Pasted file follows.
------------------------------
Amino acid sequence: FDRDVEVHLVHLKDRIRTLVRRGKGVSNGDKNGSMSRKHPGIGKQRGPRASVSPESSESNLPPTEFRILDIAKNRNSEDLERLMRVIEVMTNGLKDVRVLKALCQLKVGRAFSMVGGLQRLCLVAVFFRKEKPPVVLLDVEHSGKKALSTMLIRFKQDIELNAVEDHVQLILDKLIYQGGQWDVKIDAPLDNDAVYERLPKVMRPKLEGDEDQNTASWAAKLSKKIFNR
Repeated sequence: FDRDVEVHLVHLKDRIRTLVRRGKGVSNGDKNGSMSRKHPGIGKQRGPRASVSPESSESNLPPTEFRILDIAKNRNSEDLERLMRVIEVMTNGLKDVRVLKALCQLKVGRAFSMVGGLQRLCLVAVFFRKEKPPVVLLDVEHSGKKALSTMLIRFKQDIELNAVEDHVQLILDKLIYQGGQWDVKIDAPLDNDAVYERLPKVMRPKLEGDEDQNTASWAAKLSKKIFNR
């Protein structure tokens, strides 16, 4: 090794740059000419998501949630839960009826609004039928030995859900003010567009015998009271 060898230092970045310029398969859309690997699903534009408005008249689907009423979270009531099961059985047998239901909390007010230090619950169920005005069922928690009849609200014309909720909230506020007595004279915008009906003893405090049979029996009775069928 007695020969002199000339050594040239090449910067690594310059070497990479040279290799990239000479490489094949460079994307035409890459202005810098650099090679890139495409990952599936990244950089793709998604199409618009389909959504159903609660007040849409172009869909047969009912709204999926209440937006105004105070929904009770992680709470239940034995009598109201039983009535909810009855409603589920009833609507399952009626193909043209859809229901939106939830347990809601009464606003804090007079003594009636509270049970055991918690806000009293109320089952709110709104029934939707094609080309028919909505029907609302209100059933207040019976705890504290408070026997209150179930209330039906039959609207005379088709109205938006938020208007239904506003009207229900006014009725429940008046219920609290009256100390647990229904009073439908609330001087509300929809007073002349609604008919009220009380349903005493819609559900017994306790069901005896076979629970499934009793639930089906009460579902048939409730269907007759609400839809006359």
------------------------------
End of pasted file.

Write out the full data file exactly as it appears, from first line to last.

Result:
Amino acid sequence: FDRDVEVHLVHLKDRIRTLVRRGKGVSNGDKNGSMSRKHPGIGKQRGPRASVSPESSESNLPPTEFRILDIAKNRNSEDLERLMRVIEVMTNGLKDVRVLKALCQLKVGRAFSMVGGLQRLCLVAVFFRKEKPPVVLLDVEHSGKKALSTMLIRFKQDIELNAVEDHVQLILDKLIYQGGQWDVKIDAPLDNDAVYERLPKVMRPKLEGDEDQNTASWAAKLSKKIFNR
Repeated sequence: FDRDVEVHLVHLKDRIRTLVRRGKGVSNGDKNGSMSRKHPGIGKQRGPRASVSPESSESNLPPTEFRILDIAKNRNSEDLERLMRVIEVMTNGLKDVRVLKALCQLKVGRAFSMVGGLQRLCLVAVFFRKEKPPVVLLDVEHSGKKALSTMLIRFKQDIELNAVEDHVQLILDKLIYQGGQWDVKIDAPLDNDAVYERLPKVMRPKLEGDEDQNTASWAAKLSKKIFNR
């Protein structure tokens, strides 16, 4: 090794740059000419998501949630839960009826609004039928030995859900003010567009015998009271 060898230092970045310029398969859309690997699903534009408005008249689907009423979270009531099961059985047998239901909390007010230090619950169920005005069922928690009849609200014309909720909230506020007595004279915008009906003893405090049979029996009775069928 007695020969002199000339050594040239090449910067690594310059070497990479040279290799990239000479490489094949460079994307035409890459202005810098650099090679890139495409990952599936990244950089793709998604199409618009389909959504159903609660007040849409172009869909047969009912709204999926209440937006105004105070929904009770992680709470239940034995009598109201039983009535909810009855409603589920009833609507399952009626193909043209859809229901939106939830347990809601009464606003804090007079003594009636509270049970055991918690806000009293109320089952709110709104029934939707094609080309028919909505029907609302209100059933207040019976705890504290408070026997209150179930209330039906039959609207005379088709109205938006938020208007239904506003009207229900006014009725429940008046219920609290009256100390647990229904009073439908609330001087509300929809007073002349609604008919009220009380349903005493819609559900017994306790069901005896076979629970499934009793639930089906009460579902048939409730269907007759609400839809006359």